It’s the end of an era, folks. The era of free cloud photo storage, that is.
Google announced Wednesday that Google Photos would no longer allow unlimited high-quality photo and video storage for its previous price of free-99 (h/t The Verge). Beginning June 1, 2021, any new hi-res photos stored in Google Photos will count against the service’s limit of 15GB of free data. Once you eclipse that amount, it’s time to pay up.
The move appears to be part of a larger effort by Google to tamp down on — or at least make money on — the massive amount of data it stores. Google Docs, Sheets, and Slides will begin counting toward data limits, and Google will also start automatically deleting data from inactive accounts.
The Google Photos policy is not all bad. It won’t go into effect until next June, and all of the media you’ve previously uploaded won’t count against the 15GB limit — only new uploads. Google also points out that it has features to help you manage storage (like identifying blurry photos or large video files you might want to delete), and has a tool to estimate your data needs. As for the price of storage, users can get 100GB of storage for $1.99/month. That cap also includes data from Gmail and Google Drive.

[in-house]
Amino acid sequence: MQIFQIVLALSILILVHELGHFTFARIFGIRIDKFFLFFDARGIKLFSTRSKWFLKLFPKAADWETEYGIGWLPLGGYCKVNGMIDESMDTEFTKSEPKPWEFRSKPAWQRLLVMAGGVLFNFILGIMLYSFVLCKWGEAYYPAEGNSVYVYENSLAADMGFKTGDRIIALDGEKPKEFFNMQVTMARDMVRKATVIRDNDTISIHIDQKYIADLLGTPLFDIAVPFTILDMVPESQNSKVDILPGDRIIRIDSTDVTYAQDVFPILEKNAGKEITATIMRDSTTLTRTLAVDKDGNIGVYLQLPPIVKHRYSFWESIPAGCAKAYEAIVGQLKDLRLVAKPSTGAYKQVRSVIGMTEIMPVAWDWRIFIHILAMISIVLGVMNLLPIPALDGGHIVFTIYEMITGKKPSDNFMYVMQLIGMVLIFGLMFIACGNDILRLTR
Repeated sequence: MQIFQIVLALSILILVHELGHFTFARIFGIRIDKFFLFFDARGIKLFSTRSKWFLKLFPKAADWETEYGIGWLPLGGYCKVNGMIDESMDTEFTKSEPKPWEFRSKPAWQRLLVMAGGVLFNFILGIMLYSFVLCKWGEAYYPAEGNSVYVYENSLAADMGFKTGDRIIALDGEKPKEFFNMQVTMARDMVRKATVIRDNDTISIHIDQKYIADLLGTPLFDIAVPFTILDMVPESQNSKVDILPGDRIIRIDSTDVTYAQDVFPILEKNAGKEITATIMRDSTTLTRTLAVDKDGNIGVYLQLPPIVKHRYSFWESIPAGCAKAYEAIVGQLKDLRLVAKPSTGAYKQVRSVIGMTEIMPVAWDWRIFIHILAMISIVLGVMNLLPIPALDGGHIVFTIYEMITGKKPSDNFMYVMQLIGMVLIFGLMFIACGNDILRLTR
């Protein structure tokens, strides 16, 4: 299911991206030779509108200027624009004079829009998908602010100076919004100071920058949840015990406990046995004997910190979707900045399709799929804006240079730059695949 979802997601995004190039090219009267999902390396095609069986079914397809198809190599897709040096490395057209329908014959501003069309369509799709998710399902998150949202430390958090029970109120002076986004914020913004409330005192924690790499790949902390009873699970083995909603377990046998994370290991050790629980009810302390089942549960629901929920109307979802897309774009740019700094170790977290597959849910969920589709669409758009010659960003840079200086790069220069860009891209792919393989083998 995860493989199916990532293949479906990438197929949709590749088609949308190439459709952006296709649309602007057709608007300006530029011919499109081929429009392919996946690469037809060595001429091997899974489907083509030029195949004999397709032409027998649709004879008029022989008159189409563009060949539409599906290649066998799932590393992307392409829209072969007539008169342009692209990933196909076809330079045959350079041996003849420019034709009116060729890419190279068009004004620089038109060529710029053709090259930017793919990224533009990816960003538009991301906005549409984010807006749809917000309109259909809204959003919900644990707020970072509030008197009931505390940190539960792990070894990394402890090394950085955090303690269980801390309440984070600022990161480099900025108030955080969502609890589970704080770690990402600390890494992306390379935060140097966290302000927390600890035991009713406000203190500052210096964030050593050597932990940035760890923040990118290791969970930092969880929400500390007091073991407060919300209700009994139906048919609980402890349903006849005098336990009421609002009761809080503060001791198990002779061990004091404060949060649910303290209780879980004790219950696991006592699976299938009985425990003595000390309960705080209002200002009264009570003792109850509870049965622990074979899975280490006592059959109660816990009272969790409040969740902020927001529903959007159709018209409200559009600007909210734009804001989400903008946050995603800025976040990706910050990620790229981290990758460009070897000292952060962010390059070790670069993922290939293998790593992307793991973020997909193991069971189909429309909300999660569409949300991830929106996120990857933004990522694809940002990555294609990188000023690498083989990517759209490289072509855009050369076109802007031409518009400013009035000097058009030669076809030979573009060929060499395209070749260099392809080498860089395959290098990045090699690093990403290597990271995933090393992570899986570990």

These palliatives, however, did not stem the tide of mass-bemoaning that occurs whenever a tech company decides it’s time to pay for something that was previously free.
In a hand-wringing Twitter thread, David Lieb, the product head of Google Photos, announced the change and tried to show all the ways Google was easing the blow. That didn’t stop his replies from filling up with frustrated customers.
Some people see where Google is coming from. For the privacy-minded, it’s better to ask users to simply pay for a service than monetize their data with ads and more.
Of course, Google does monetize data.
Google says it does not use Google Photos images for targeted ads. Nor does it use them to train its algorithms — it uses photos uploaded to Image Search for that.
But, as The Ringer points out, the way the service works now “won’t be the same way it functions in the future, and ideas that sound invasive today could be sold as innovative tomorrow.” Case in point: In 2017, Google told the Ringer it doesn’t use Google Photos uploads to train its AI. Today, in the most recent version of the app, it’s asking Photos users to help train its image recognition algorithms by voluntarily labeling their pictures.